You’d never know it, watching the Republicans sitting on their hands and feigning abject helplessness, but the oversight powers of Congressional committees are formidable, and quite terrifying to anybody with dirty secrets the like of which might be fodder for a lengthy stint in the slam. They have the power of subpoena, that is, to compel testimony as well as the production of documents. They can issue citations for contempt of Congress, a prosecutable offence, if you try to do what the Republicans let cads like Bannon do, and simply decline to answer questions. Lying to them can itself land you in the clink. They can refer anything they unearth to Justice for further legal action. Properly motivated, they can really jam you up.
They can also turn the rest of Trump’s Presidency into an endless horror show of investigations and desperate rearguard defensive actions struggling hopelessly to prevent Congress from airing out every smelly little bit of dirty Republican laundry, all the livelong day, every day, until November, 2020. One White House staffer after another will be sitting there on camera, getting grilled. Cabinet members will get the third degree while they twitch sweatily and look ready to bolt like startled cockroaches under the bright lights. Just the detailed examination of Trump’s tax returns might well be enough to blow his regime to smithereens, and get all of his money laundering, tax evading, Russian Mob coddling business collaborators, including his horrible children, sent away for the next 9-15 to make little ones out of big ones at Leavenworth.
By the time they’re through, it may not matter whether Trump can be successfully impeached. He’ll still be thoroughly revealed for the lying, traitorous, profiteering, corruption-wallowing swine that he is, and all his messy illegal behaviour, both during his Presidency and before, will be exposed for all to see. In that case his base may never abandon him, but there won’t be a swing voter in any of the 50 states who doesn’t vomit at the thought of ticking the box for Trump in the next election, and 40% of the electorate can’t win you a second term.
It is therefore vital – vital – that the Democrats take the House in November. If the Republicans remain in charge, Trump will skate on everything he’s already done, and be set loose to do a whole lot more. The mind boggles. With nothing to stop them, the Republicans will grow fat on the carcass of the murdered Republic. It’s thus arguable that the coming mid-terms are the most important Congressional elections in history.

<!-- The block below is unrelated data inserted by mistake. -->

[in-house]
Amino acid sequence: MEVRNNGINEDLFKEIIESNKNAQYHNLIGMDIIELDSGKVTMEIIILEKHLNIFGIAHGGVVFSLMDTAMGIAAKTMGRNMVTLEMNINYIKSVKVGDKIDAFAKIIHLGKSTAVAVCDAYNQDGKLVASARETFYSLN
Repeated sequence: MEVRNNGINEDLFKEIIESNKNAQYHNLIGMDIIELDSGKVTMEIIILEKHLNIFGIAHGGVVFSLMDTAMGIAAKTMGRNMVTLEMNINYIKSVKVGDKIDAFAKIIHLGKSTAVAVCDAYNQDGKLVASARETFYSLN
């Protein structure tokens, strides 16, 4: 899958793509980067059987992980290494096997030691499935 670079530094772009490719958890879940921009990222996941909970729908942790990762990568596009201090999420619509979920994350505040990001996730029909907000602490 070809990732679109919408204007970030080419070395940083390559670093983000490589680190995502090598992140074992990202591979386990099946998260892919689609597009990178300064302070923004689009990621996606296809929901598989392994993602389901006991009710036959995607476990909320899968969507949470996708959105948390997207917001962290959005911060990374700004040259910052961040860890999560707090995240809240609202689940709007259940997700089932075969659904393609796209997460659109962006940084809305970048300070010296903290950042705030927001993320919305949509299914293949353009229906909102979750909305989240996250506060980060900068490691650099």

And here I am up in Canada, unable to cast even one lousy vote. All I can do is pray, and stone atheist though I am, I’ll be praying mightily, with the conviction borne of desperation. You never know, maybe there really is a Supreme Being out there somewhere, and maybe this time, just this once, He/She/It will feel like doing us a solid.
[Post-script, January 2020: I wrote this in those wonderful days when it seemed inconceivable that Trump could simply stonewall, defying the law and legal subpoenas, and get away with it. Ah, me.]
2 comments on “All But A Signed Confession”
Well, indeed. The Mid-terms are the best hope for America.
The chance to see that miserable cross between Reinhard Heydrich & the Evil Mr. Spock, Harold Watson “Trey” Gowdy III, squirm, would be a joy.
Gowdy has decided to return to lawyering and isn’t re-offering, but I still want to see him get grilled. Righteous pay-back. He won’t be shouting “Go Pricks!” for long.
The Democratic chair of the Committee looking into the whole mess–it could be any of about a dozen committees– might say “I don’t give a good god-damn what you intended, you weasel”.
Just because I oppose capital punishment doesn’t mean that I don’t have a list. And that smug Gowdy is in the top five.
You raise an interesting question the answer to which I’ve never had to find out. Sure, they can subpoena email trails and grill White House staffers on what went on with, say, their coordination with Devon Nunes, but can they put Nunes himself, a fellow committee member, on the hot seat? Can they subpoena Gowdy? Has this ever been even remotely considered, let alone tested? One suspects, on general principles, that they’ve all got some sort of immunity from each other, lest every legislative session devolve into nothing but all of them investigating each other’s asses all day. I’ve no idea!